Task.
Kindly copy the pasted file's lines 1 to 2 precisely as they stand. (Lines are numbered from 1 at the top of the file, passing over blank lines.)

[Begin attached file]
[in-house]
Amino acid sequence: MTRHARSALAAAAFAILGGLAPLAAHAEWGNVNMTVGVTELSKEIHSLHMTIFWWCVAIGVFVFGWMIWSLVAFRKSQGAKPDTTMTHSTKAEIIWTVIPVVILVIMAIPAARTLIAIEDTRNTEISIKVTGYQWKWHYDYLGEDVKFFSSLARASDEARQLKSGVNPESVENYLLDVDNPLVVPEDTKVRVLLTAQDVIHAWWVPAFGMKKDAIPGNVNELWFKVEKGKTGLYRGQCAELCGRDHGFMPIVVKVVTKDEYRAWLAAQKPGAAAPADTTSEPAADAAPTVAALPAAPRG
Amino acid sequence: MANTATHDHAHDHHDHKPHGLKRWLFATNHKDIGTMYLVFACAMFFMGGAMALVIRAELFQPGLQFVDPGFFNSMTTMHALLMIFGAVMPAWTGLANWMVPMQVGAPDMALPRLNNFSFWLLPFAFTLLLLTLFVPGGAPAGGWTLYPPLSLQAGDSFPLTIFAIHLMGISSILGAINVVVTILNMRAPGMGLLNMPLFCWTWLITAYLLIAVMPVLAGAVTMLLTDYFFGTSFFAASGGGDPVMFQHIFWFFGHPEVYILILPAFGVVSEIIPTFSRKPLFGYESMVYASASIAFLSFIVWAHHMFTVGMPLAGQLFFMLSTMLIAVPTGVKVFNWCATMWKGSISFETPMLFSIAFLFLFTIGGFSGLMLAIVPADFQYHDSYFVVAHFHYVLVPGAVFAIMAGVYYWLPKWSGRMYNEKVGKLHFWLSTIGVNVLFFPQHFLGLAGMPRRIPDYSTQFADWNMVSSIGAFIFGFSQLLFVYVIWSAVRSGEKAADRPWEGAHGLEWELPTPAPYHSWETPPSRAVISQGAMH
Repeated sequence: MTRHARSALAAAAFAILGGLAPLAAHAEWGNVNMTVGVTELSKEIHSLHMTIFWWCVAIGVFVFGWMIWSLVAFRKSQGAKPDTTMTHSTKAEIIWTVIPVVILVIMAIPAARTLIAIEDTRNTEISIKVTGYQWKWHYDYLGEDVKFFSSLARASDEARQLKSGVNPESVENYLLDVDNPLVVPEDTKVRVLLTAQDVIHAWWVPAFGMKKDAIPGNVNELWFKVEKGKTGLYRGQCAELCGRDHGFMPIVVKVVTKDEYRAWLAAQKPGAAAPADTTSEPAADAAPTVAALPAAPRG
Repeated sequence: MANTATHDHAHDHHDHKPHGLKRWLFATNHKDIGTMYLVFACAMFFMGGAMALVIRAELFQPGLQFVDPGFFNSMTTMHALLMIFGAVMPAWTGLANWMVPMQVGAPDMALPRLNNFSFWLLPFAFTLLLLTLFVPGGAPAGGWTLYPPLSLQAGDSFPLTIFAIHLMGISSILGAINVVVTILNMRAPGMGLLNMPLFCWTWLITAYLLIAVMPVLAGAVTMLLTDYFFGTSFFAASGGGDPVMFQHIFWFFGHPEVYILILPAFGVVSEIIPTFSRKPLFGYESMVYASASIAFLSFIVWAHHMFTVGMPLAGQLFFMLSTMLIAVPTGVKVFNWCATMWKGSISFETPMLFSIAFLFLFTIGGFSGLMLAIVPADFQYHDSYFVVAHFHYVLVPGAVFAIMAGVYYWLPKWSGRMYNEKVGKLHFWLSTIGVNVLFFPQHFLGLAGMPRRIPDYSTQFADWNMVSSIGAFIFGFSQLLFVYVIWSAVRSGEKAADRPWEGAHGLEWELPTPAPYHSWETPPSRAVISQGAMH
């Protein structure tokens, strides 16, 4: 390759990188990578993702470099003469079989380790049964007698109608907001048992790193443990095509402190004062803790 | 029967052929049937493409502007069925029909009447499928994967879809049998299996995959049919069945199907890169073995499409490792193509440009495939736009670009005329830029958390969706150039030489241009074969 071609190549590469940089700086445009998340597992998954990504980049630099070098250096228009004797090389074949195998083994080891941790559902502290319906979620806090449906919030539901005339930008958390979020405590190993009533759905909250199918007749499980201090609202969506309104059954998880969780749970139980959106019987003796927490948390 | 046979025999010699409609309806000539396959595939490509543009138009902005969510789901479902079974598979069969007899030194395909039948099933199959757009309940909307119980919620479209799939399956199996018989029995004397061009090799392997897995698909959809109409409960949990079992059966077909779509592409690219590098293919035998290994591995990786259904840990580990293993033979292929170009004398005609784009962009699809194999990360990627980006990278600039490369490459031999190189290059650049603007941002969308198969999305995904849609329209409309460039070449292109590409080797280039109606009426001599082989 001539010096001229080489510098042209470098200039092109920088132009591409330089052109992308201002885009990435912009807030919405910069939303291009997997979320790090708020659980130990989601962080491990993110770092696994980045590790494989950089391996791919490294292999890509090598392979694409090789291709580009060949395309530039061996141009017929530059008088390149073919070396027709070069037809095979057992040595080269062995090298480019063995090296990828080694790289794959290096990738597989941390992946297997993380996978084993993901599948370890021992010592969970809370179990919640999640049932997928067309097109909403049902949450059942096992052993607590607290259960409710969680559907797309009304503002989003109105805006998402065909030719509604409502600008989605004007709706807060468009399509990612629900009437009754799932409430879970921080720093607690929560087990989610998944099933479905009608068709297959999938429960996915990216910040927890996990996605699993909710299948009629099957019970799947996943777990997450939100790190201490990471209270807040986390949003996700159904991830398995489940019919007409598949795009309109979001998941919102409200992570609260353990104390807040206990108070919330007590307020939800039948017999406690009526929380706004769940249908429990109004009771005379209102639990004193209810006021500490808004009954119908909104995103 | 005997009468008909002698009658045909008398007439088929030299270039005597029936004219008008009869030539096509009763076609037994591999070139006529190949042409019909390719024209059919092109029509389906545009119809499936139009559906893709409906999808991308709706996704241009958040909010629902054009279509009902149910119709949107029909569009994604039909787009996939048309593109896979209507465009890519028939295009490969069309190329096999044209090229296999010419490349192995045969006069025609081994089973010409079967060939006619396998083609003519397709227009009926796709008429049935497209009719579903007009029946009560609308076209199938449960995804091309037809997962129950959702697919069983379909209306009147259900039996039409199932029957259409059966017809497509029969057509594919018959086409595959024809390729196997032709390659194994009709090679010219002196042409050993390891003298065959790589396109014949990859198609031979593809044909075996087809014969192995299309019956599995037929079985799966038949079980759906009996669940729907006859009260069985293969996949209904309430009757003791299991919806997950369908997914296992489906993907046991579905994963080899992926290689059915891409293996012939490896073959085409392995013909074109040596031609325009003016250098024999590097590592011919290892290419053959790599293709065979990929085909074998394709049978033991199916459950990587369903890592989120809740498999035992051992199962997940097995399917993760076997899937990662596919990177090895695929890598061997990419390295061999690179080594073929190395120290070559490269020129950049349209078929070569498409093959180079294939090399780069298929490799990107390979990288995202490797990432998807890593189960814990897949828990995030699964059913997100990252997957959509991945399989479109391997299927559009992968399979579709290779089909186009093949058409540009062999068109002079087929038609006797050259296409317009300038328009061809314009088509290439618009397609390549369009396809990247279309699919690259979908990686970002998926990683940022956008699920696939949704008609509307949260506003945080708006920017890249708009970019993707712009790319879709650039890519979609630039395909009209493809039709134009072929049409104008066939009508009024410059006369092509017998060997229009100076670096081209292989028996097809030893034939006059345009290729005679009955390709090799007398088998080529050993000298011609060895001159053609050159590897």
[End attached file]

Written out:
[in-house]
Amino acid sequence: MTRHARSALAAAAFAILGGLAPLAAHAEWGNVNMTVGVTELSKEIHSLHMTIFWWCVAIGVFVFGWMIWSLVAFRKSQGAKPDTTMTHSTKAEIIWTVIPVVILVIMAIPAARTLIAIEDTRNTEISIKVTGYQWKWHYDYLGEDVKFFSSLARASDEARQLKSGVNPESVENYLLDVDNPLVVPEDTKVRVLLTAQDVIHAWWVPAFGMKKDAIPGNVNELWFKVEKGKTGLYRGQCAELCGRDHGFMPIVVKVVTKDEYRAWLAAQKPGAAAPADTTSEPAADAAPTVAALPAAPRG